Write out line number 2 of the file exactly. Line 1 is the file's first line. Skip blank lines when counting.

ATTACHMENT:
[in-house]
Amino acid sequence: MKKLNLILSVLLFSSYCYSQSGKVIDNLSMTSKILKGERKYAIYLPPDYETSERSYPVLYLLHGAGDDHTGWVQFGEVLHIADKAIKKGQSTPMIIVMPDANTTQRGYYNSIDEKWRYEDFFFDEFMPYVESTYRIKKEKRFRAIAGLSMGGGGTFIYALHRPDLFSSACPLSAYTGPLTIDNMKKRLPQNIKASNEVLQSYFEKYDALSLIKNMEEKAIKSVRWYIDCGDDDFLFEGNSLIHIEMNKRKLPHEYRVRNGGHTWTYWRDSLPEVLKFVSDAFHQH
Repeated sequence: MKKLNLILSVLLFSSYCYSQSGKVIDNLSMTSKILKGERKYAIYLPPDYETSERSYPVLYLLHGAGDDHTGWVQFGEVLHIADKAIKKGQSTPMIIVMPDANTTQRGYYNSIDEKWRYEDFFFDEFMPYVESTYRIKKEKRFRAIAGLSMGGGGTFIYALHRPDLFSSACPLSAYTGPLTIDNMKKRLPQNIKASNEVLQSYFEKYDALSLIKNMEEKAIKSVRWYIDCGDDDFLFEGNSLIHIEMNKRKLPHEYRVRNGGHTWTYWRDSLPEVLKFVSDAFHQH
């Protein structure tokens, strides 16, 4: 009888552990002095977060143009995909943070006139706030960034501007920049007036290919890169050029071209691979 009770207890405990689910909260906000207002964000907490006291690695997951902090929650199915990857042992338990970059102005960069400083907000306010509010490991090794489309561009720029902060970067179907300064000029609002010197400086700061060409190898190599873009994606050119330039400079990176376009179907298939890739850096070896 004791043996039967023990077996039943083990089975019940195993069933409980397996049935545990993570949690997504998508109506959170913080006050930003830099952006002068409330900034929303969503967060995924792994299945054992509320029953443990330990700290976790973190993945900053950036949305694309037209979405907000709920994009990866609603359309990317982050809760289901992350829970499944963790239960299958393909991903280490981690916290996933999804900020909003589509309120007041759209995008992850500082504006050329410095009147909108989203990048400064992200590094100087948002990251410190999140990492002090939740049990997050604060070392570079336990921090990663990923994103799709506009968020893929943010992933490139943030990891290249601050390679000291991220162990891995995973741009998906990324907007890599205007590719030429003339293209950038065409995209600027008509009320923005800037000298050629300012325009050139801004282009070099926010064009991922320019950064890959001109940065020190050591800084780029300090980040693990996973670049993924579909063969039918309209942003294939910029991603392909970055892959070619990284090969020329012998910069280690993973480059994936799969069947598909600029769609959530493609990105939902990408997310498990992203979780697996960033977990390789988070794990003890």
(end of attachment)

Amino acid sequence: MKKLNLILSVLLFSSYCYSQSGKVIDNLSMTSKILKGERKYAIYLPPDYETSERSYPVLYLLHGAGDDHTGWVQFGEVLHIADKAIKKGQSTPMIIVMPDANTTQRGYYNSIDEKWRYEDFFFDEFMPYVESTYRIKKEKRFRAIAGLSMGGGGTFIYALHRPDLFSSACPLSAYTGPLTIDNMKKRLPQNIKASNEVLQSYFEKYDALSLIKNMEEKAIKSVRWYIDCGDDDFLFEGNSLIHIEMNKRKLPHEYRVRNGGHTWTYWRDSLPEVLKFVSDAFHQH